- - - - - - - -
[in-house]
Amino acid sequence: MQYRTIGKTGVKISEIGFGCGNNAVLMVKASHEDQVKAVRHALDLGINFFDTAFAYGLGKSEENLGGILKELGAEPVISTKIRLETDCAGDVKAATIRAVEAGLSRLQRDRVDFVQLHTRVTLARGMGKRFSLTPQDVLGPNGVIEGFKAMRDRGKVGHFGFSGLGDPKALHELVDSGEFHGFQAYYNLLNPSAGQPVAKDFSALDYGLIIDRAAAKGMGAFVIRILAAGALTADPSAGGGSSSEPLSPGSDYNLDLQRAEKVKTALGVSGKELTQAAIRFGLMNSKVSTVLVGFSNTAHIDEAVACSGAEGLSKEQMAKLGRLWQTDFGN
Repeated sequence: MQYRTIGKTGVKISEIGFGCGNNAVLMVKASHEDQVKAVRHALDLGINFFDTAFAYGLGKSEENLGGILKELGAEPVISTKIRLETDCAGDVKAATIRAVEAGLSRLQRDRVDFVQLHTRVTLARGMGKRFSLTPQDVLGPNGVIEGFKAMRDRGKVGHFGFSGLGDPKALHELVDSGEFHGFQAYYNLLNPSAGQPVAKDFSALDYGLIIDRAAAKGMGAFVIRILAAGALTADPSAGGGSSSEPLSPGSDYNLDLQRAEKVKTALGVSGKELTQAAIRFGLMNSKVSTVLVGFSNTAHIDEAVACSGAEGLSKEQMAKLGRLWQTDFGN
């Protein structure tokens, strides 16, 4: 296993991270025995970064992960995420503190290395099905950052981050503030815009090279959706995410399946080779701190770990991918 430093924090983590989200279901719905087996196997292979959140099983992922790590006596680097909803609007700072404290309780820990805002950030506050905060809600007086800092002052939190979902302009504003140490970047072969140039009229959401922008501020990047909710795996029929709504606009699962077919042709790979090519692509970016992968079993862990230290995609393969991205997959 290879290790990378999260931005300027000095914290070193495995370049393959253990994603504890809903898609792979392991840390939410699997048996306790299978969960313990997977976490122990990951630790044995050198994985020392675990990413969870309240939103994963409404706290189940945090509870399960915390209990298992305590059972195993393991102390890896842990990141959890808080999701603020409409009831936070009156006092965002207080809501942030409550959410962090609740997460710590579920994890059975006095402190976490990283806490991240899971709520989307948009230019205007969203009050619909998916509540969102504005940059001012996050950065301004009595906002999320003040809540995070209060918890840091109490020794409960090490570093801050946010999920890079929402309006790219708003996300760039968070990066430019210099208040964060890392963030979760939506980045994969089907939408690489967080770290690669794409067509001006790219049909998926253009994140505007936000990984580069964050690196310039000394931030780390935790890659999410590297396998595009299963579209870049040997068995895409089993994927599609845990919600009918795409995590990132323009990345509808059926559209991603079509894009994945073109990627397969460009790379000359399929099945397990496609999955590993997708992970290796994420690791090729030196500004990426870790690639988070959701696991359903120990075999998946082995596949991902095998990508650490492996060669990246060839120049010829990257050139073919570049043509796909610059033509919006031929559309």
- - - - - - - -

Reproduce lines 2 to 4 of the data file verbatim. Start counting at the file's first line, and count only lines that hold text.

Amino acid sequence: MQYRTIGKTGVKISEIGFGCGNNAVLMVKASHEDQVKAVRHALDLGINFFDTAFAYGLGKSEENLGGILKELGAEPVISTKIRLETDCAGDVKAATIRAVEAGLSRLQRDRVDFVQLHTRVTLARGMGKRFSLTPQDVLGPNGVIEGFKAMRDRGKVGHFGFSGLGDPKALHELVDSGEFHGFQAYYNLLNPSAGQPVAKDFSALDYGLIIDRAAAKGMGAFVIRILAAGALTADPSAGGGSSSEPLSPGSDYNLDLQRAEKVKTALGVSGKELTQAAIRFGLMNSKVSTVLVGFSNTAHIDEAVACSGAEGLSKEQMAKLGRLWQTDFGN
Repeated sequence: MQYRTIGKTGVKISEIGFGCGNNAVLMVKASHEDQVKAVRHALDLGINFFDTAFAYGLGKSEENLGGILKELGAEPVISTKIRLETDCAGDVKAATIRAVEAGLSRLQRDRVDFVQLHTRVTLARGMGKRFSLTPQDVLGPNGVIEGFKAMRDRGKVGHFGFSGLGDPKALHELVDSGEFHGFQAYYNLLNPSAGQPVAKDFSALDYGLIIDRAAAKGMGAFVIRILAAGALTADPSAGGGSSSEPLSPGSDYNLDLQRAEKVKTALGVSGKELTQAAIRFGLMNSKVSTVLVGFSNTAHIDEAVACSGAEGLSKEQMAKLGRLWQTDFGN
């Protein structure tokens, strides 16, 4: 296993991270025995970064992960995420503190290395099905950052981050503030815009090279959706995410399946080779701190770990991918 430093924090983590989200279901719905087996196997292979959140099983992922790590006596680097909803609007700072404290309780820990805002950030506050905060809600007086800092002052939190979902302009504003140490970047072969140039009229959401922008501020990047909710795996029929709504606009699962077919042709790979090519692509970016992968079993862990230290995609393969991205997959 290879290790990378999260931005300027000095914290070193495995370049393959253990994603504890809903898609792979392991840390939410699997048996306790299978969960313990997977976490122990990951630790044995050198994985020392675990990413969870309240939103994963409404706290189940945090509870399960915390209990298992305590059972195993393991102390890896842990990141959890808080999701603020409409009831936070009156006092965002207080809501942030409550959410962090609740997460710590579920994890059975006095402190976490990283806490991240899971709520989307948009230019205007969203009050619909998916509540969102504005940059001012996050950065301004009595906002999320003040809540995070209060918890840091109490020794409960090490570093801050946010999920890079929402309006790219708003996300760039968070990066430019210099208040964060890392963030979760939506980045994969089907939408690489967080770290690669794409067509001006790219049909998926253009994140505007936000990984580069964050690196310039000394931030780390935790890659999410590297396998595009299963579209870049040997068995895409089993994927599609845990919600009918795409995590990132323009990345509808059926559209991603079509894009994945073109990627397969460009790379000359399929099945397990496609999955590993997708992970290796994420690791090729030196500004990426870790690639988070959701696991359903120990075999998946082995596949991902095998990508650490492996060669990246060839120049010829990257050139073919570049043509796909610059033509919006031929559309």